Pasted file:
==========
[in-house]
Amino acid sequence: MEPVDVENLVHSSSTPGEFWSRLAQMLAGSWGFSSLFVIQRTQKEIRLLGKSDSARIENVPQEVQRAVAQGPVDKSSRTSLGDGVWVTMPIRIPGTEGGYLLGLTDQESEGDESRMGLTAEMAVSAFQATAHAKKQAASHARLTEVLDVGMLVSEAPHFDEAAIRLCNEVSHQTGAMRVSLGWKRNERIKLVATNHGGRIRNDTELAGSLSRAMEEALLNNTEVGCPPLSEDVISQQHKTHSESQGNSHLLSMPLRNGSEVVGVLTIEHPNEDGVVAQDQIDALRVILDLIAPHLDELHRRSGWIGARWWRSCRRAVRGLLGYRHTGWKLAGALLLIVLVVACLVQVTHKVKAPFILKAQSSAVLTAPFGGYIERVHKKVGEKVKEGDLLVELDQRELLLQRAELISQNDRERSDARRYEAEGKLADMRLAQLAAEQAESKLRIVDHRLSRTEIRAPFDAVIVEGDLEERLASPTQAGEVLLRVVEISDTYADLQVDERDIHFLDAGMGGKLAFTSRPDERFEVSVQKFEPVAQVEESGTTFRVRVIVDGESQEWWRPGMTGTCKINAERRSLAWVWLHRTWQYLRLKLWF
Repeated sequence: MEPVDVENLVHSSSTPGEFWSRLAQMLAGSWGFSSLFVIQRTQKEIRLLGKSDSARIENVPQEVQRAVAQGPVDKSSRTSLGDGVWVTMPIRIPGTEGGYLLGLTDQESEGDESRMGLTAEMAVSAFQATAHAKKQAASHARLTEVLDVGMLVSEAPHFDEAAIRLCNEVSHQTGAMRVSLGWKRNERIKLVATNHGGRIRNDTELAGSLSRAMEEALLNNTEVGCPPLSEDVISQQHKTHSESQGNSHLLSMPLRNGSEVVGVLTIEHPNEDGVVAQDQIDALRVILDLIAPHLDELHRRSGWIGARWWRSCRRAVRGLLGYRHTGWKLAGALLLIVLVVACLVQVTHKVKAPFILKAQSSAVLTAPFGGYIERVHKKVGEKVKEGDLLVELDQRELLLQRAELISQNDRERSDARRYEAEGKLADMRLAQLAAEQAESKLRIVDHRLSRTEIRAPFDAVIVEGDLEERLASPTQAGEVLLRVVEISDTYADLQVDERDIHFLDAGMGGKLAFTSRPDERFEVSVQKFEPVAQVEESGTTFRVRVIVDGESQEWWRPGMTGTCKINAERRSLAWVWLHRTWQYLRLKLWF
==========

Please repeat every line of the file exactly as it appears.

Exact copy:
[in-house]
Amino acid sequence: MEPVDVENLVHSSSTPGEFWSRLAQMLAGSWGFSSLFVIQRTQKEIRLLGKSDSARIENVPQEVQRAVAQGPVDKSSRTSLGDGVWVTMPIRIPGTEGGYLLGLTDQESEGDESRMGLTAEMAVSAFQATAHAKKQAASHARLTEVLDVGMLVSEAPHFDEAAIRLCNEVSHQTGAMRVSLGWKRNERIKLVATNHGGRIRNDTELAGSLSRAMEEALLNNTEVGCPPLSEDVISQQHKTHSESQGNSHLLSMPLRNGSEVVGVLTIEHPNEDGVVAQDQIDALRVILDLIAPHLDELHRRSGWIGARWWRSCRRAVRGLLGYRHTGWKLAGALLLIVLVVACLVQVTHKVKAPFILKAQSSAVLTAPFGGYIERVHKKVGEKVKEGDLLVELDQRELLLQRAELISQNDRERSDARRYEAEGKLADMRLAQLAAEQAESKLRIVDHRLSRTEIRAPFDAVIVEGDLEERLASPTQAGEVLLRVVEISDTYADLQVDERDIHFLDAGMGGKLAFTSRPDERFEVSVQKFEPVAQVEESGTTFRVRVIVDGESQEWWRPGMTGTCKINAERRSLAWVWLHRTWQYLRLKLWF
Repeated sequence: MEPVDVENLVHSSSTPGEFWSRLAQMLAGSWGFSSLFVIQRTQKEIRLLGKSDSARIENVPQEVQRAVAQGPVDKSSRTSLGDGVWVTMPIRIPGTEGGYLLGLTDQESEGDESRMGLTAEMAVSAFQATAHAKKQAASHARLTEVLDVGMLVSEAPHFDEAAIRLCNEVSHQTGAMRVSLGWKRNERIKLVATNHGGRIRNDTELAGSLSRAMEEALLNNTEVGCPPLSEDVISQQHKTHSESQGNSHLLSMPLRNGSEVVGVLTIEHPNEDGVVAQDQIDALRVILDLIAPHLDELHRRSGWIGARWWRSCRRAVRGLLGYRHTGWKLAGALLLIVLVVACLVQVTHKVKAPFILKAQSSAVLTAPFGGYIERVHKKVGEKVKEGDLLVELDQRELLLQRAELISQNDRERSDARRYEAEGKLADMRLAQLAAEQAESKLRIVDHRLSRTEIRAPFDAVIVEGDLEERLASPTQAGEVLLRVVEISDTYADLQVDERDIHFLDAGMGGKLAFTSRPDERFEVSVQKFEPVAQVEESGTTFRVRVIVDGESQEWWRPGMTGTCKINAERRSLAWVWLHRTWQYLRLKLWF